aring such inscriptions, rudely cut or marked with charcoal, as: Parker House, Hole in the wall, Mose Pearson's, Astor House, Willard's hotel, Five points, and other titles equally absurd, expressing in this ridiculous way the vagaries of the inmates.
The last kind of shelter I shall mention as used in the field, but not the least in importance, was the Bomb-proofs used by both Union and Rebel armies in the war. Probably there were more of these erected in the vicinity of Petersburg and Richmond than in all the rest of the South combined, if I except Vicksburg, as here the opposing armies established themselves — the one in defence, the other in siege of the two cities.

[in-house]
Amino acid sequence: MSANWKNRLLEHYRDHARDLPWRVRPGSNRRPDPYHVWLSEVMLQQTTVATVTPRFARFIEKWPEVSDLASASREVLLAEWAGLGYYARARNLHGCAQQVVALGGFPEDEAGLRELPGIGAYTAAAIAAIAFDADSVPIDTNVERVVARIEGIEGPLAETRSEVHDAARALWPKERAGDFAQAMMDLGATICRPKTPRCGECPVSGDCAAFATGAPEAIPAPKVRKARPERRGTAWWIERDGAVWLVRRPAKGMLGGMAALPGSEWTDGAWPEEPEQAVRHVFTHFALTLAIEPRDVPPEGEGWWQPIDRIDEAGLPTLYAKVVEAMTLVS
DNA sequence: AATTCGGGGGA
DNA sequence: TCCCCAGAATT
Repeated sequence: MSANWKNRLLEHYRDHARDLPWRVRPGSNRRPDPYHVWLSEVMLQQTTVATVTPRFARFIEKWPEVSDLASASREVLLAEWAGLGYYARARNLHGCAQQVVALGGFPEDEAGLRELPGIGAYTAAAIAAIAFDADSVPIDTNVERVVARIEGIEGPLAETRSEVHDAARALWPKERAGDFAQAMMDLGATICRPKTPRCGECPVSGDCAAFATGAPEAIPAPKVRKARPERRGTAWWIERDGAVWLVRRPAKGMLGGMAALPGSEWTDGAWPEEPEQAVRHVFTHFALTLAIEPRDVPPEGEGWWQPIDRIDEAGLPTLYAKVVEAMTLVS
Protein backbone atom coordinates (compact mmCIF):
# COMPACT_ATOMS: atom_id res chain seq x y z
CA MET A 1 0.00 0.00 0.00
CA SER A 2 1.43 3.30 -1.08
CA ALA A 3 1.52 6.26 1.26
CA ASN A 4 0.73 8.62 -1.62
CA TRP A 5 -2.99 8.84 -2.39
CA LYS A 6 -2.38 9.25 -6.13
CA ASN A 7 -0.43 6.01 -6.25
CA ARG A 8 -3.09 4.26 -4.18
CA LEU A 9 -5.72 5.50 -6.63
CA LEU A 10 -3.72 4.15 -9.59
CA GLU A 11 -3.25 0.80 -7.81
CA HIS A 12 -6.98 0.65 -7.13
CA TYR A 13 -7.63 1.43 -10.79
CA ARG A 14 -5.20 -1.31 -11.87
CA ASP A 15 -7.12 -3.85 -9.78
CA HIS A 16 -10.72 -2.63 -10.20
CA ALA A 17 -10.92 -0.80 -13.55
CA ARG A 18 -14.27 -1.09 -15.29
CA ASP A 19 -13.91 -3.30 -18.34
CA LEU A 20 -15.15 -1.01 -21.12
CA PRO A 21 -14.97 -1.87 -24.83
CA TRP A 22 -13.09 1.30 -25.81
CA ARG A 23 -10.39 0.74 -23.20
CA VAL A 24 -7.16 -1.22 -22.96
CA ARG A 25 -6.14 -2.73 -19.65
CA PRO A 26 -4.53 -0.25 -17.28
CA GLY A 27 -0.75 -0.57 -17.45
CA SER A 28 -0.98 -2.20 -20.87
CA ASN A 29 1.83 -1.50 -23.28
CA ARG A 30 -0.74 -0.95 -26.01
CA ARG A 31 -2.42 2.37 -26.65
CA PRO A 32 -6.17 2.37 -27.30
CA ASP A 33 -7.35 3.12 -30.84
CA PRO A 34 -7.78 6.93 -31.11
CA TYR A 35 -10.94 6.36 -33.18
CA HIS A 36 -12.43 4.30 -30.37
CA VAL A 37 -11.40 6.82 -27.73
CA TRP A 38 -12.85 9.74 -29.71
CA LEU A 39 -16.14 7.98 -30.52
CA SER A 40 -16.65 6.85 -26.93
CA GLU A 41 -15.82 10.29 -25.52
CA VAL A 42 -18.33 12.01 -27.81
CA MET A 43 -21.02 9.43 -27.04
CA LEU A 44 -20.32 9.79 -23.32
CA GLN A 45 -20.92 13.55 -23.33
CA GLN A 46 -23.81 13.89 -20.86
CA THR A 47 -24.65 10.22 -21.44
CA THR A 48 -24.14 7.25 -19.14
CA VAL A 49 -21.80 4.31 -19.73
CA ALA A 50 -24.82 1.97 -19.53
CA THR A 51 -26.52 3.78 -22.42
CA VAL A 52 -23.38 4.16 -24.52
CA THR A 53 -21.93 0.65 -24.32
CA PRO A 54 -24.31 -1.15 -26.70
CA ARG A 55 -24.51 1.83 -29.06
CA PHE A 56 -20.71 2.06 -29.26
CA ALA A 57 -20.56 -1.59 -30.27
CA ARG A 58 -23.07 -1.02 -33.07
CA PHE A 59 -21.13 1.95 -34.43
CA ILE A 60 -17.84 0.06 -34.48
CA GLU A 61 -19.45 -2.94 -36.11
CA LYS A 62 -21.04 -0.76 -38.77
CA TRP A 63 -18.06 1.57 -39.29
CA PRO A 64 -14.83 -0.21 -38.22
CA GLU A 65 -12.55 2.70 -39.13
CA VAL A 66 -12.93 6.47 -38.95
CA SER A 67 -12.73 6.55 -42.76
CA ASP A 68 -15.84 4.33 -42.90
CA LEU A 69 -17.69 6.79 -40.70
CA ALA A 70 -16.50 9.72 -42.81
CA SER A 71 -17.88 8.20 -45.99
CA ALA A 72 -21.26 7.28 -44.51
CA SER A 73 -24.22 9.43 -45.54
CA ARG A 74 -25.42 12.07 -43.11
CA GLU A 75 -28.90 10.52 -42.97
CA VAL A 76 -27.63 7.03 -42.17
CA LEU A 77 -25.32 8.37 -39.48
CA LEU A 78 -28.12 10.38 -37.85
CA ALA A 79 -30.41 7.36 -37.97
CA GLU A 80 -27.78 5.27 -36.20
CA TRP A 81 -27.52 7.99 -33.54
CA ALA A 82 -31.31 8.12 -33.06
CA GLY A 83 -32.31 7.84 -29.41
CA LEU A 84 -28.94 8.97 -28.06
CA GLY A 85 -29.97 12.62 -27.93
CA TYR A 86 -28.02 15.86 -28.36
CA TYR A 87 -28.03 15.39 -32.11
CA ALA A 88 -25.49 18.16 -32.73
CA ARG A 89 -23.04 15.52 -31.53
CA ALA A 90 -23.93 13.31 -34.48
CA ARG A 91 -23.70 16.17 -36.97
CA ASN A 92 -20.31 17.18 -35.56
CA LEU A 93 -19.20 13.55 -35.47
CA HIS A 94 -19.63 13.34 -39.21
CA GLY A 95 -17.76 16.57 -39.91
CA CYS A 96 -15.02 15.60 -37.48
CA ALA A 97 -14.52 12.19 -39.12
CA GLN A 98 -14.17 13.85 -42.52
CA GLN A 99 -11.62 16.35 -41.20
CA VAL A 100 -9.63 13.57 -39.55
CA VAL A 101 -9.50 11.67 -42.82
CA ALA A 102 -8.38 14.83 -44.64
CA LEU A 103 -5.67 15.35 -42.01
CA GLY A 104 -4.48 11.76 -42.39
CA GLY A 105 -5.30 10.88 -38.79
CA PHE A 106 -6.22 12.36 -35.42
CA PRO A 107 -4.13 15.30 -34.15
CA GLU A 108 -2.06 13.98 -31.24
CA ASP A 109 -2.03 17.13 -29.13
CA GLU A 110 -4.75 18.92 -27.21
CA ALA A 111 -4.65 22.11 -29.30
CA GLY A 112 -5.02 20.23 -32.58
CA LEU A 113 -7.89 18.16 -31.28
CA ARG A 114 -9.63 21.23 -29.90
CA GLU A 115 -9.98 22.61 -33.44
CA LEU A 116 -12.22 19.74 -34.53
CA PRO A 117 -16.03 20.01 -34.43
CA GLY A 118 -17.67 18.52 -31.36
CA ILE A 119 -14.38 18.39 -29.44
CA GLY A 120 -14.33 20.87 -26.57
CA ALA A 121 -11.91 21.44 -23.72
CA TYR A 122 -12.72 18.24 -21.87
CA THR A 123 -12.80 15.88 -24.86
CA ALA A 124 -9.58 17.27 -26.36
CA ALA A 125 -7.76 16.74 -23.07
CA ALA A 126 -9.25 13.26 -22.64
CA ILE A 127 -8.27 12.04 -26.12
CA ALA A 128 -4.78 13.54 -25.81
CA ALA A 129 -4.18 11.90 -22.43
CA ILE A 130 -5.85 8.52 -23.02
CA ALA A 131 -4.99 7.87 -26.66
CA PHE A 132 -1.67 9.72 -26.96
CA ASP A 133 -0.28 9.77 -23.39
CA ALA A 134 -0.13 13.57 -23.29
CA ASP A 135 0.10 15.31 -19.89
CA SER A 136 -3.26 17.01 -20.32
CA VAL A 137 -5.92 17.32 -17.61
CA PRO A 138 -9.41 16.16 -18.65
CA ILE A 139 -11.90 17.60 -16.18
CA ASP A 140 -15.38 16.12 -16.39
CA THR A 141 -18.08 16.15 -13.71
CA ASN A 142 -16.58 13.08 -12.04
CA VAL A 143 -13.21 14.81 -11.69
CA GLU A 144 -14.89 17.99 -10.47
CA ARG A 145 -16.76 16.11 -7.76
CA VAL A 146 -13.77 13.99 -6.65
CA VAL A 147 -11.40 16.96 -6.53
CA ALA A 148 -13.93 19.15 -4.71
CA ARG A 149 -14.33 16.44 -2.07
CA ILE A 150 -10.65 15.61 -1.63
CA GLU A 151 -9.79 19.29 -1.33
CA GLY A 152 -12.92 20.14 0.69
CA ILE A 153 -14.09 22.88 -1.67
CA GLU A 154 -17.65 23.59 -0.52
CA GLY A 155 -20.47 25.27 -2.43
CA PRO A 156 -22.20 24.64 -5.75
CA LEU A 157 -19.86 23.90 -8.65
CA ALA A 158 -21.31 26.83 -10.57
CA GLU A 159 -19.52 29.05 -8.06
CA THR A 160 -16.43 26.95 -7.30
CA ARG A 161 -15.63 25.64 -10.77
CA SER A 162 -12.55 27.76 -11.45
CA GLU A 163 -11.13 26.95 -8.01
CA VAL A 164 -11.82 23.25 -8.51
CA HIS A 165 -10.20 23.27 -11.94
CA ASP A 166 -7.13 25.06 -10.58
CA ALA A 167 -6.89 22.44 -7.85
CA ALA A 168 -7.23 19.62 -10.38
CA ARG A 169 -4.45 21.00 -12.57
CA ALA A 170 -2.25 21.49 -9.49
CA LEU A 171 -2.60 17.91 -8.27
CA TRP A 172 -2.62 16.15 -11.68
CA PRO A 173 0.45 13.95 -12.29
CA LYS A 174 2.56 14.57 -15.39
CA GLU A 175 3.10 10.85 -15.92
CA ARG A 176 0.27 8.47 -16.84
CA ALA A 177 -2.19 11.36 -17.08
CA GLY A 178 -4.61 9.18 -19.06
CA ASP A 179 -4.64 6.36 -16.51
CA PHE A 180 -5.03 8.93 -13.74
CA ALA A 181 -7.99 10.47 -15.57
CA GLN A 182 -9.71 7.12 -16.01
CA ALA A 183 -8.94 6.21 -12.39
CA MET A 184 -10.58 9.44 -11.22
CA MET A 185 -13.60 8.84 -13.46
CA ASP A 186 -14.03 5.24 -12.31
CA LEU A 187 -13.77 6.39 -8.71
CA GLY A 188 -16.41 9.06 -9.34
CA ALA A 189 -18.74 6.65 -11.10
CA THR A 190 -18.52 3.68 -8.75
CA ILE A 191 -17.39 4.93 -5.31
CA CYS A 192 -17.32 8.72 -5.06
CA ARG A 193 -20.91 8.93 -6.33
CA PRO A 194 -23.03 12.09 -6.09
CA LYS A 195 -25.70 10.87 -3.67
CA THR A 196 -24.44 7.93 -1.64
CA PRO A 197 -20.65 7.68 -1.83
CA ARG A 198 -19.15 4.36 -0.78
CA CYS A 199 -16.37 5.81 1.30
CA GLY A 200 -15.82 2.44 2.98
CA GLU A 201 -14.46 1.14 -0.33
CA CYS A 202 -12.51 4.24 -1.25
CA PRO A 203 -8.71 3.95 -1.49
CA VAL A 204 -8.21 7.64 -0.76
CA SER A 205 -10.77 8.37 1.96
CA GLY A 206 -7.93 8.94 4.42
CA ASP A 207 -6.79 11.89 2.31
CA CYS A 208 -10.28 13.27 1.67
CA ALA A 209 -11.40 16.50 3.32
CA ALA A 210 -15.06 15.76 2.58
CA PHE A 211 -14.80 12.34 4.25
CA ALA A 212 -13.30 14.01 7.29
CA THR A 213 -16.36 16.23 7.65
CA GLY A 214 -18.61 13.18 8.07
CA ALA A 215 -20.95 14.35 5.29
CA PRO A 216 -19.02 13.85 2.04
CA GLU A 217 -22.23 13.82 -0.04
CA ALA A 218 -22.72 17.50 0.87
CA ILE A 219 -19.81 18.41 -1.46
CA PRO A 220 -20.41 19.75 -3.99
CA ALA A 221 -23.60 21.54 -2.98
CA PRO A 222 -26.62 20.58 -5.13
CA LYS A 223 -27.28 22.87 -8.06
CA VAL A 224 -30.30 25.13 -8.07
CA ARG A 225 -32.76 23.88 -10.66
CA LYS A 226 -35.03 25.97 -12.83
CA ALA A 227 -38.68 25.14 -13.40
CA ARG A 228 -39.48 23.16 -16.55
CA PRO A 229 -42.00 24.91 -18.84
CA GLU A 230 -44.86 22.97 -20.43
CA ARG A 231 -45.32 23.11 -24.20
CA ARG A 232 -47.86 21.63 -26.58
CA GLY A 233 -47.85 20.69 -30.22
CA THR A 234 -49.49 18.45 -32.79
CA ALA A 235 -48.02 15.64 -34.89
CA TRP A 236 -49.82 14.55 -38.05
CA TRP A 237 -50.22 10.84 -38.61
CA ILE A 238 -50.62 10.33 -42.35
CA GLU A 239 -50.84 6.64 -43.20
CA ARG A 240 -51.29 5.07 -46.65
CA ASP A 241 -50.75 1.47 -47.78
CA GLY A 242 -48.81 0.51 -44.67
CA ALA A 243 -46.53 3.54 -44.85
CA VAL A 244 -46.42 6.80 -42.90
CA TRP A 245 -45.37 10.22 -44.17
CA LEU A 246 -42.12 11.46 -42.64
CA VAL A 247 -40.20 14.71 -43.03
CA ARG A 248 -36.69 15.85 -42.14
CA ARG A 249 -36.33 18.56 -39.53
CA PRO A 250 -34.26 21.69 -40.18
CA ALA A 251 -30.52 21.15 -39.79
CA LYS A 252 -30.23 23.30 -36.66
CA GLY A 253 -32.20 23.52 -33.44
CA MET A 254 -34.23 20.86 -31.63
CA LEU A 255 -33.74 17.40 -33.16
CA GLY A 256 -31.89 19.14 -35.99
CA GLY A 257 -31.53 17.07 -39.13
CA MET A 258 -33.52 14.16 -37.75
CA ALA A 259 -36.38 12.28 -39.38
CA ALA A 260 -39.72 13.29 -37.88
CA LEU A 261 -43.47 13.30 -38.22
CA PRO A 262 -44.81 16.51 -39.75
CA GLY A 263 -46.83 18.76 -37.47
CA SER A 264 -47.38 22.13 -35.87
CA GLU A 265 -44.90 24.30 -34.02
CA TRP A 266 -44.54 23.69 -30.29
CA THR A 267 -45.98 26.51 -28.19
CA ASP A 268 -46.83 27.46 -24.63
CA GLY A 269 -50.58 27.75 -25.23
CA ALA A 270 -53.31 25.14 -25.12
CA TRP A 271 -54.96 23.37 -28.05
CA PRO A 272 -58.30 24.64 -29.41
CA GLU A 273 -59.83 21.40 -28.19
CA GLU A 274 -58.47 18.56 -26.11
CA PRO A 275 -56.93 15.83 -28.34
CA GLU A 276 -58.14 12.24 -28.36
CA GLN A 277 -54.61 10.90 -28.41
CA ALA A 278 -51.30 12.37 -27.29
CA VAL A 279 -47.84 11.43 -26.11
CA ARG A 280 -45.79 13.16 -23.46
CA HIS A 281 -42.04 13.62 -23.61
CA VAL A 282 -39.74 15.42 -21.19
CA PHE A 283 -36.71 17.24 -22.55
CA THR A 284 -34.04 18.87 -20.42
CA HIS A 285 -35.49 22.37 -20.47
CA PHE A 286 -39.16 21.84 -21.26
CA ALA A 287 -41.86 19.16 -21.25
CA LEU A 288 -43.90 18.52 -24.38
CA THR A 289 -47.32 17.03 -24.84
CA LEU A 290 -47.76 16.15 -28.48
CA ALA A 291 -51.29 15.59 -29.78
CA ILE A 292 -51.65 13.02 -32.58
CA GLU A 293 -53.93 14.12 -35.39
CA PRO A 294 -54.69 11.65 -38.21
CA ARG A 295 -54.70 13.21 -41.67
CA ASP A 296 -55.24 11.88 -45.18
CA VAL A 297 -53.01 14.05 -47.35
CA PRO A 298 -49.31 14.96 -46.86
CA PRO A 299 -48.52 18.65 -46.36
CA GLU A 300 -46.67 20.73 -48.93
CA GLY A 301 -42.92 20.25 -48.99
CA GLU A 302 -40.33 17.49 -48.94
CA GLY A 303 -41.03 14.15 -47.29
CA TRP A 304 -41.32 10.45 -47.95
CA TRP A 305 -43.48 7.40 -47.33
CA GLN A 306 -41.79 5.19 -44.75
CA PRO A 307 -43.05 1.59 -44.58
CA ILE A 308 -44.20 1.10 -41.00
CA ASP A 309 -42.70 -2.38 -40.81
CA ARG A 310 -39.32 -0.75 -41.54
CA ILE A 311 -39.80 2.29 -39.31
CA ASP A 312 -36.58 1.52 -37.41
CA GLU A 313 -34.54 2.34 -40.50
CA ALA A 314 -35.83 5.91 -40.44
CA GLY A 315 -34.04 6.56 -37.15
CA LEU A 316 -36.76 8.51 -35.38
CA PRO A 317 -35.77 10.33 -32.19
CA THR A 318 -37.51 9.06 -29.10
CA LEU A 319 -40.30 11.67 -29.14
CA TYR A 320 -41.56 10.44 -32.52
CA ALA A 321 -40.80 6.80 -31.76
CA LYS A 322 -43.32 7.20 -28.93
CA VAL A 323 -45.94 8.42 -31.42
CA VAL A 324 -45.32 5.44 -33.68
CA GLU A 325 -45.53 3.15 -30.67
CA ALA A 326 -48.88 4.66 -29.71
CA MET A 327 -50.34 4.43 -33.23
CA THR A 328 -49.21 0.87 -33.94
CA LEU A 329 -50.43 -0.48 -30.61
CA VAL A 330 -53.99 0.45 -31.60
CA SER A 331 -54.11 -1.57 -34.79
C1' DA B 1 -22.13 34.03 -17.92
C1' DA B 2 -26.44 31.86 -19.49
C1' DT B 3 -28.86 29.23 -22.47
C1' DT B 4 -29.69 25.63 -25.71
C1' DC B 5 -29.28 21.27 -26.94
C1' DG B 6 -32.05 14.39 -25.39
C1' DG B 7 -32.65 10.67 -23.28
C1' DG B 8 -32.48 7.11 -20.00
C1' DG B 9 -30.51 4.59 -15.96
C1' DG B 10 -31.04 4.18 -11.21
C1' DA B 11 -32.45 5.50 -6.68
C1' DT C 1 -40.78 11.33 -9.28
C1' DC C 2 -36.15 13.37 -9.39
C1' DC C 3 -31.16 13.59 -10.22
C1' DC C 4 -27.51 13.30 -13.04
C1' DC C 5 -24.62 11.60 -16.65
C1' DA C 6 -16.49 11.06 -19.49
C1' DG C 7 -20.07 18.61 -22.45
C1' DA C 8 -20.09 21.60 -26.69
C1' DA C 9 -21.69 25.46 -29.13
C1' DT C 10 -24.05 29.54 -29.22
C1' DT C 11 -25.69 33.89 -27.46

These bomb-proofs were built just inside the fortifications.
Their walls were made of logs heavily banked with earth and having a door or wider opening on the side The interior of these structures varied in size with the number that occupied them.
Some were built on the surface of the ground, to keep them drier a